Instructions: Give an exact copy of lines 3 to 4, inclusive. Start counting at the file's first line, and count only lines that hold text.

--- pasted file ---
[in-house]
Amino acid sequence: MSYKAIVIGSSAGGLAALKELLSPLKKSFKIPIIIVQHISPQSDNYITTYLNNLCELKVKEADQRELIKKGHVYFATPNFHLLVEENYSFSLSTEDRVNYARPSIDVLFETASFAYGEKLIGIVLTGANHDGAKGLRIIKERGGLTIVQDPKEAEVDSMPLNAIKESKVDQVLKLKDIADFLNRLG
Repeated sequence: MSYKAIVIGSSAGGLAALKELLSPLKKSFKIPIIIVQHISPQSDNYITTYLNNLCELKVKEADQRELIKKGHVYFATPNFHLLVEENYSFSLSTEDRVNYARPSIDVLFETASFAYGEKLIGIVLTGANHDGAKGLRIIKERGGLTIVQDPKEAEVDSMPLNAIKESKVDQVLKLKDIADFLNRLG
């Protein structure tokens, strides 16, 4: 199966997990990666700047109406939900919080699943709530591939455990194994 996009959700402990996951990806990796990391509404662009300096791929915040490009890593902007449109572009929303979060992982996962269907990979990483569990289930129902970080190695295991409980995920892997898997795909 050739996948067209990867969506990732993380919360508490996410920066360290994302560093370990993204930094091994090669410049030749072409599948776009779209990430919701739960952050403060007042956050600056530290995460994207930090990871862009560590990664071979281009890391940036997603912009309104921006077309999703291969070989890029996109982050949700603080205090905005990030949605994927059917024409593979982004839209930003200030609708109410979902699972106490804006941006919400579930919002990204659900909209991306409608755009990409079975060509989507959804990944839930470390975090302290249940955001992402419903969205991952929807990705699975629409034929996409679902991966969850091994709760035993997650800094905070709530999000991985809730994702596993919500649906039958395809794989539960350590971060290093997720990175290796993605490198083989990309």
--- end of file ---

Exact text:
Repeated sequence: MSYKAIVIGSSAGGLAALKELLSPLKKSFKIPIIIVQHISPQSDNYITTYLNNLCELKVKEADQRELIKKGHVYFATPNFHLLVEENYSFSLSTEDRVNYARPSIDVLFETASFAYGEKLIGIVLTGANHDGAKGLRIIKERGGLTIVQDPKEAEVDSMPLNAIKESKVDQVLKLKDIADFLNRLG
């Protein structure tokens, strides 16, 4: 199966997990990666700047109406939900919080699943709530591939455990194994 996009959700402990996951990806990796990391509404662009300096791929915040490009890593902007449109572009929303979060992982996962269907990979990483569990289930129902970080190695295991409980995920892997898997795909 050739996948067209990867969506990732993380919360508490996410920066360290994302560093370990993204930094091994090669410049030749072409599948776009779209990430919701739960952050403060007042956050600056530290995460994207930090990871862009560590990664071979281009890391940036997603912009309104921006077309999703291969070989890029996109982050949700603080205090905005990030949605994927059917024409593979982004839209930003200030609708109410979902699972106490804006941006919400579930919002990204659900909209991306409608755009990409079975060509989507959804990944839930470390975090302290249940955001992402419903969205991952929807990705699975629409034929996409679902991966969850091994709760035993997650800094905070709530999000991985809730994702596993919500649906039958395809794989539960350590971060290093997720990175290796993605490198083989990309």